Today, it’s hard to imagine that Swan Lake, the most iconic evening-length ballet, was not a success when it was first created in 1877. It is now — without a doubt — the most respected of classical ballets and it is the pinnacle of achievement for a ballet company to have a successful version in the repertory.
Artistic Director Lourdes Lopez makes no bones sharing what an arduous task it was to get a full-length Swan Lake on the stage for Miami City Ballet. First, there was the decision of which production of the many different versions that exist would be the right fit not just for the MCB dancers but also for their audiences. Then, of course, there was the enormous challenge of fundraising for such an elaborate and expensive production. And if that wasn’t enough, COVID-19 came along and postponed the project even further.
But six years later, Lopez’s dream has finally come to fruition. Over the weekend of Feb. 19-20, Miami City Ballet presented a striking rendering of Swan Lake, created by Alexei Ratmansky, at the Kravis Center of the Performing Arts. Ratmansky, former artistic director of the Bolshoi Ballet and current artist-in-residence at American Ballet Theatre, is “the” choreographer of today’s ballet world and his version of Swan Lake is radically different from what one expects to see when going to the most classic of classical ballets. It’s a real feather shakeup.
In fact, if you had not read the copious notes in the digital program on your iPhone’s too-tiny screen before the performance, you might have thought that it was a contemporary reimagining of the popular ballet, but you would have been dead wrong. It is a historically accurate reconstruction of the 1895 Mariinsky production in St. Petersburg. Culled from rediscovered dance notation plans that had been smuggled out of Soviet Russia in 1919 and hidden away at Harvard University, Ratmansky and his wife Tatiana, working together, were determined to put the true soul of the original production back into their reconstruction.
The Stepanov notations (which preserved the original dance steps in a written system based on the
principles of musical notation) contained large blank passages. Ratmansky, with his innate skill in combining ballet steps and his vast accrued knowledge of historical ballet, had just the right skillset to fill in the gaps and create a choreographically seamless version of the original 1895 production.
The lead roles on Feb. 20 were danced by Viktorina Kapitonova, a guest artist from the Boston Ballet who originated the role in 2016 when she was dancing with the Zurich Ballet, and MCB Principal Renan Cerdeiro. Kapitonova was captivating in the role of Odette, Queen of the Swans. With a little gold crown perched on her head, she convincingly showed her strength and vulnerability (as well as her lovely lines and technique) as she encountered and, despite her hesitation, fell in love with her prince in the dark forest by the lake.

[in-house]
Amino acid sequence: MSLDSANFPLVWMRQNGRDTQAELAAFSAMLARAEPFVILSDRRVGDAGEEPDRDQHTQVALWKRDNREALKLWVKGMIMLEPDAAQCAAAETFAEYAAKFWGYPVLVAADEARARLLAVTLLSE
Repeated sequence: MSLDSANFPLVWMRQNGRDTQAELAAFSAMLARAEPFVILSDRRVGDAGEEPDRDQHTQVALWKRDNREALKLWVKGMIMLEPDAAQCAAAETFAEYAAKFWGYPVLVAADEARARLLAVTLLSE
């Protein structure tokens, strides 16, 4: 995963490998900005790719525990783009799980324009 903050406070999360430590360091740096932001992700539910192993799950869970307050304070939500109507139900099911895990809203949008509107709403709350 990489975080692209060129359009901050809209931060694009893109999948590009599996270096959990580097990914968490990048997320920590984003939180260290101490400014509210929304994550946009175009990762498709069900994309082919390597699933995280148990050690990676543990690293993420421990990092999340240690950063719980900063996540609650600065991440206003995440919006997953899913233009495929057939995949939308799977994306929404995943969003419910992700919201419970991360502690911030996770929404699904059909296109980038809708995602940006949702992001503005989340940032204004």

In Act II, Kapitonova presented so differently. In her first variation as Odile, there were a few brief moments of slight awkwardness which quickly evaporated once she was partnered by Cerdeiro, whom she charmed with her beguiling femininity rather than any evilness. The Ratmansky version does include those famous fouettés en tournant, which Kapitonova knocked off with such ease that I didn’t bother counting to see if she made it up to 32.
Cerdeiro’s role of Ratmansky’s Prince Siegfried seemed diminished compared to the “newer” interpretations we have seen of this role, where the dancer is encouraged to show off how much male ballet technique has evolved since 1895. Cerdeiro, dressed in bright white tights and tunic, was a gentler presence and therefore more of an accessory for his lead ballerina. He was a most attentive partner to Kapitonova, whom I overheard had just arrived a few days earlier to rehearse and replace sidelined MCB Principals Katia Carranza and Nathalia Arja. Cerdeiro, in all his solo variations, gave us an elegant and polished performance — as always.
The sets of the castle and the forested lake were impressive. Medieval in tone and receding into the background to give added depth, they were a perfect backdrop to the glorious costumes in which the inhabitants and visitors of the castle paraded across the stage. The luxurious fabrics were layered with rich textures and, as each different group danced, a change in the color palette was introduced. It was if you were looking at a magnificently large medieval painting where every detail was caught with a minute brushstroke. The sets and costumes were by Jérôme Kaplan, a French designer for opera, theater and ballet who has worked extensively with Ratmansky.
Over time, nearly every restaged version of Swan Lake has modified or changed the ballet’s scenario (storyline), whereas the traditional choreography of Marius Petipa and Lev Ivanov has been carefully preserved. The direction of the tour en l’aires, fouettés or menages might change to accommodate a dancer’s preferred side but there is a reverence for the original steps which — by all accounts — ballet professionals consider sacrosanct.
The many interpretations of the characters and their intentions have altered not only the storyline but the feel of the ballet as well as the look of it. We have come to have certain expectations of what to expect from this ballet of all ballets.